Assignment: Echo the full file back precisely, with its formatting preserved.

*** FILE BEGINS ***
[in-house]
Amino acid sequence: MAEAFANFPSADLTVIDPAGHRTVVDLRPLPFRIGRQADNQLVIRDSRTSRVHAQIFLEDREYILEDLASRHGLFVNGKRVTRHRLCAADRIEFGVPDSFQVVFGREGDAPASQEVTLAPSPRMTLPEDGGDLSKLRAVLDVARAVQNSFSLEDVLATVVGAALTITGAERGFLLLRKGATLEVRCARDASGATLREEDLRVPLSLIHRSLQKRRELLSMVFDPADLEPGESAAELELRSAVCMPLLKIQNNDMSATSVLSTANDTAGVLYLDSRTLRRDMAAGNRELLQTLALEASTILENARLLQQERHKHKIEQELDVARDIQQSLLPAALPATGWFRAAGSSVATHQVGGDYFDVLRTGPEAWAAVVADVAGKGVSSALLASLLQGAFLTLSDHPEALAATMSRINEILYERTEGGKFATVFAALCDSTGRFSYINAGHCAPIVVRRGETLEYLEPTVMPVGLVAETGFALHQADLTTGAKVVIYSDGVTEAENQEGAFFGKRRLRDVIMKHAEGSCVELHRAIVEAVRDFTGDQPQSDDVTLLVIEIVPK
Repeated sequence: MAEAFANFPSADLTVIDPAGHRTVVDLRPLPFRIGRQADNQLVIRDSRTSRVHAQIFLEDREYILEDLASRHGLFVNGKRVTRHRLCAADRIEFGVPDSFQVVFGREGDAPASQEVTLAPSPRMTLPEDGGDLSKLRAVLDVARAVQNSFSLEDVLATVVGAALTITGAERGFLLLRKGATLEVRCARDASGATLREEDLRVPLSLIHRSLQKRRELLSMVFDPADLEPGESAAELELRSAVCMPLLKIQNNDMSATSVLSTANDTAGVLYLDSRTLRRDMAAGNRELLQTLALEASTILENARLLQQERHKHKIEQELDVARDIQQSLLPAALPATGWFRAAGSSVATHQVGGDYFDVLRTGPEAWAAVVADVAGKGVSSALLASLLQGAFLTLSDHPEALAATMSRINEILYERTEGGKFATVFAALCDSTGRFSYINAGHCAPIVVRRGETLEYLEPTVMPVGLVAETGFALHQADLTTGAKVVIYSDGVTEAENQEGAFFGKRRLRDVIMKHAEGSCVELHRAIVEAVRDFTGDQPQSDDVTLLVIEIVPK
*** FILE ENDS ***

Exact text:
[in-house]
Amino acid sequence: MAEAFANFPSADLTVIDPAGHRTVVDLRPLPFRIGRQADNQLVIRDSRTSRVHAQIFLEDREYILEDLASRHGLFVNGKRVTRHRLCAADRIEFGVPDSFQVVFGREGDAPASQEVTLAPSPRMTLPEDGGDLSKLRAVLDVARAVQNSFSLEDVLATVVGAALTITGAERGFLLLRKGATLEVRCARDASGATLREEDLRVPLSLIHRSLQKRRELLSMVFDPADLEPGESAAELELRSAVCMPLLKIQNNDMSATSVLSTANDTAGVLYLDSRTLRRDMAAGNRELLQTLALEASTILENARLLQQERHKHKIEQELDVARDIQQSLLPAALPATGWFRAAGSSVATHQVGGDYFDVLRTGPEAWAAVVADVAGKGVSSALLASLLQGAFLTLSDHPEALAATMSRINEILYERTEGGKFATVFAALCDSTGRFSYINAGHCAPIVVRRGETLEYLEPTVMPVGLVAETGFALHQADLTTGAKVVIYSDGVTEAENQEGAFFGKRRLRDVIMKHAEGSCVELHRAIVEAVRDFTGDQPQSDDVTLLVIEIVPK
Repeated sequence: MAEAFANFPSADLTVIDPAGHRTVVDLRPLPFRIGRQADNQLVIRDSRTSRVHAQIFLEDREYILEDLASRHGLFVNGKRVTRHRLCAADRIEFGVPDSFQVVFGREGDAPASQEVTLAPSPRMTLPEDGGDLSKLRAVLDVARAVQNSFSLEDVLATVVGAALTITGAERGFLLLRKGATLEVRCARDASGATLREEDLRVPLSLIHRSLQKRRELLSMVFDPADLEPGESAAELELRSAVCMPLLKIQNNDMSATSVLSTANDTAGVLYLDSRTLRRDMAAGNRELLQTLALEASTILENARLLQQERHKHKIEQELDVARDIQQSLLPAALPATGWFRAAGSSVATHQVGGDYFDVLRTGPEAWAAVVADVAGKGVSSALLASLLQGAFLTLSDHPEALAATMSRINEILYERTEGGKFATVFAALCDSTGRFSYINAGHCAPIVVRRGETLEYLEPTVMPVGLVAETGFALHQADLTTGAKVVIYSDGVTEAENQEGAFFGKRRLRDVIMKHAEGSCVELHRAIVEAVRDFTGDQPQSDDVTLLVIEIVPK